She starred in both Gregg Araki’s “White Bird in a Blizzard” and the film adaptation of John Green’s novel “The Fault in Our Stars,” which is due in June. And she signed up for the “Divergent” sequels “Insurgent” (due March 20, 2015) and “Allegiant” (due March 18, 2016).
“Last year was a really intense year,” says Woodley. “Filming ‘Divergent’ was interesting, because it was the first movie that I had ever done where I was in every single scene.
“Literally, there was one moment where I was so sick. Neil looked at me and he’s, like, ‘Can you keep going? Do you need to go home?’ And I was like, ‘Do I have a choice?’ And he was like, ‘Well, if you go home, everything stops.’”
In addition to toiling long hours on the movie, Woodley also did many of her own stunts. She fought off a fear of heights to both hang onto the ledge of a building with a 70-foot drop and scramble up Chicago’s Navy Pier Ferris Wheel. She learned how to jump on and off moving subway trains. And she stepped into the ring with Theo James, who boxes in real life.
“We definitely did get some black and blue bruises and still have some scars on our body,” says the actress, an ardent environmentalist who, in real life, practices survival skills by attempting to live off the grid for weeks at a time.
“But Theo always says, ‘If you do stunts or you do a big action movie and you don’t walk away a little banged up, you’re doing something wrong.’”
Woodley has nothing but praise for her castmates, particularly Winslet, who impressed the younger actress with her work ethic.
“Kate loves being on a movie set. She shows up early… with questions to ask the director to enhance the movie. … She’s never in her trailer. She’s a citizen of the set, whether it’s hanging out with the actors or talking with the [craft] service dude or the transport guys.
“I feel like a lot of actors, two hours after being on the set, they’re already complaining about being there. I’m like, ‘So why don’t you go do something else? We’re lucky to have this life and do what we do.’ Kate fully knows that, so she brings this sense of enthusiasm and excitement to the job.”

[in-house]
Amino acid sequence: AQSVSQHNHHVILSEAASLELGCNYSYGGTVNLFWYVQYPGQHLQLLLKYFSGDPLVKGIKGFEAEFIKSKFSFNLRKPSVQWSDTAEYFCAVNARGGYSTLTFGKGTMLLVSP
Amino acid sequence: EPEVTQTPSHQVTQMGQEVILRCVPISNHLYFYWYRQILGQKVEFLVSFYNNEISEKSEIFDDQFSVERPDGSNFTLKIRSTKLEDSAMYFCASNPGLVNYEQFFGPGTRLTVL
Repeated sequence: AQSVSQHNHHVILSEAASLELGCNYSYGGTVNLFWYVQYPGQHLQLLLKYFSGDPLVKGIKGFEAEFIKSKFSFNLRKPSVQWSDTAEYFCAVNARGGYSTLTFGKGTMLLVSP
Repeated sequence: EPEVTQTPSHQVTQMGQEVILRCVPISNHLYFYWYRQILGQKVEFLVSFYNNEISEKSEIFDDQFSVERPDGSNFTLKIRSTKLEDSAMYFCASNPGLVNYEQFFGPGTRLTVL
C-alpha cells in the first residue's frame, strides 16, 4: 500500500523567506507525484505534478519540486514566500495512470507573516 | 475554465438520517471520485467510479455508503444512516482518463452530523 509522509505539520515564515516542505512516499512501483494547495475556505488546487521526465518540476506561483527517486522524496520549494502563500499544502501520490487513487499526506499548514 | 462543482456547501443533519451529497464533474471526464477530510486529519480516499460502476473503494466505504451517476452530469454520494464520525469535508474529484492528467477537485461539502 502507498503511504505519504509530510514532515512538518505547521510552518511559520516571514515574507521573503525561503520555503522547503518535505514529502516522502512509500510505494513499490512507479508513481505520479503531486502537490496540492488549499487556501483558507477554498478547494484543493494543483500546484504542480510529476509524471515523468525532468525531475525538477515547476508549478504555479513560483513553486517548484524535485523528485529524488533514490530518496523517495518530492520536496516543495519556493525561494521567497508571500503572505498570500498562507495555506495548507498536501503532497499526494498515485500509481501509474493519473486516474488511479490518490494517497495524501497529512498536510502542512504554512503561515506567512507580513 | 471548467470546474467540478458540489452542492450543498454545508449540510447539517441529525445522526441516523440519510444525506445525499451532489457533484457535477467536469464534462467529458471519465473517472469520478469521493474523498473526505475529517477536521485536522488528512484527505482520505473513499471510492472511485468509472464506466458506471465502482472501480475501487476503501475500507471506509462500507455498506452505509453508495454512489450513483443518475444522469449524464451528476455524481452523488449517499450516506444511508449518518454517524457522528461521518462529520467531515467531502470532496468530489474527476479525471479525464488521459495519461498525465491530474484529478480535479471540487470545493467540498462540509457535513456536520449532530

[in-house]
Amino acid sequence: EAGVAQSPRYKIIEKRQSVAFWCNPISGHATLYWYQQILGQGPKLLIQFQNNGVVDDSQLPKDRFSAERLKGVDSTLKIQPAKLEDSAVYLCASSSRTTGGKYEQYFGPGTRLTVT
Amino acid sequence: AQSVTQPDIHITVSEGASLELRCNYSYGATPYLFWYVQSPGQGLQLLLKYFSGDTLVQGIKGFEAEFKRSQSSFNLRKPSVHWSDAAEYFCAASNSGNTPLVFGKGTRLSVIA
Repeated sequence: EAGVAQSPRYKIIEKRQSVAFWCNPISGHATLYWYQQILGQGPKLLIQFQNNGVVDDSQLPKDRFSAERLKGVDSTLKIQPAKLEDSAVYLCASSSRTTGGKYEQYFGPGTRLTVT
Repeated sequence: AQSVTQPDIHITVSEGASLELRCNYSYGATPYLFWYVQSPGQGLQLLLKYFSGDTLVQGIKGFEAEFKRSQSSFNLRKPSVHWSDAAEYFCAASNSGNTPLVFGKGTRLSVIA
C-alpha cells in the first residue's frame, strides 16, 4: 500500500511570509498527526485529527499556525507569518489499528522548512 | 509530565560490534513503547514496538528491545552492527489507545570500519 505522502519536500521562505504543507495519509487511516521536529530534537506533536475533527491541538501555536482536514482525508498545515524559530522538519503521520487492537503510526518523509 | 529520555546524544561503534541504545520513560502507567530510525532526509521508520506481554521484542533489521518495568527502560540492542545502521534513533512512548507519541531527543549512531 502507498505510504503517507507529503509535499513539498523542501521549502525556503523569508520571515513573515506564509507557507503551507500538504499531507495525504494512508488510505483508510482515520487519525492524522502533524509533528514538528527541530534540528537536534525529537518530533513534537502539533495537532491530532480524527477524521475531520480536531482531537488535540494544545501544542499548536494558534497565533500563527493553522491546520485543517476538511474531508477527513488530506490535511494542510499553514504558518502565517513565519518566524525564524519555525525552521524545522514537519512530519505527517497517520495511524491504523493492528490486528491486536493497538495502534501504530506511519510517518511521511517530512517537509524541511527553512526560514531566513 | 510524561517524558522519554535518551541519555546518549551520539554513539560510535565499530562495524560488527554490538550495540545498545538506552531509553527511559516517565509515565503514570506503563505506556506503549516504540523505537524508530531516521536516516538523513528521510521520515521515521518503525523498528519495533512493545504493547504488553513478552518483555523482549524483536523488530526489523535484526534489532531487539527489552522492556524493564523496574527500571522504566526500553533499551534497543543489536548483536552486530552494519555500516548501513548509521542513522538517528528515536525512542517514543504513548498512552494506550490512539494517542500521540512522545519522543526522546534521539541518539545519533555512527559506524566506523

Woodley was also happy to reteam with Dowingtown’s Miles Teller, with whom she worked on “The Spectacular Now.” In “Divergent,” he plays the ruthless Peter, one of Tris’ fellow Dauntless initiates.
“He’s like the funniest person you’ve ever met, right? He’s so great. And we sort of have a sibling relationship. When you go to do a new movie, you’re surrounded by 300 new people, in a new city… and to have somebody who I already know be my rock… that was really nice.
“I’ve got his back, he’s got my back. That felt good.”
In the movie, the pair play antagonists, which occasionally freaked Woodley out.
“The fight scene was fun… but I remember actually feeling sort of hurt when he was saying things that are rude during the scene… Afterwards, I went up to him and I was like, ‘I hope we’re OK. I hope there’s nothing going on.’ He’s like, ‘Shay, we’re just acting. Come off it.’”
A native of Simi Valley, Calif., Woodley had already been acting on TV for more than a decade when she made her film debut opposite George Clooney in “The Descendents,” Alexander Payne’s look at a dysfunctional family.
Acting came so naturally to Woodley that she felt almost fated to pursue it.
“I started acting when I was five,” she notes. “I’ve been doing it for 17 years, which is crazy to think about. But it’s always been something that was really fun for me, and a passion project in a way. And it still is, even though it’s a career now too, because it takes up all of my time.
“Acting is something that I enjoy doing, and the day that that fun disappears, if that day ever comes, then I’m not going to do it anymore. I do feel like… movies are… this beautiful art form. That’s what they are for me, a way to artistically create.”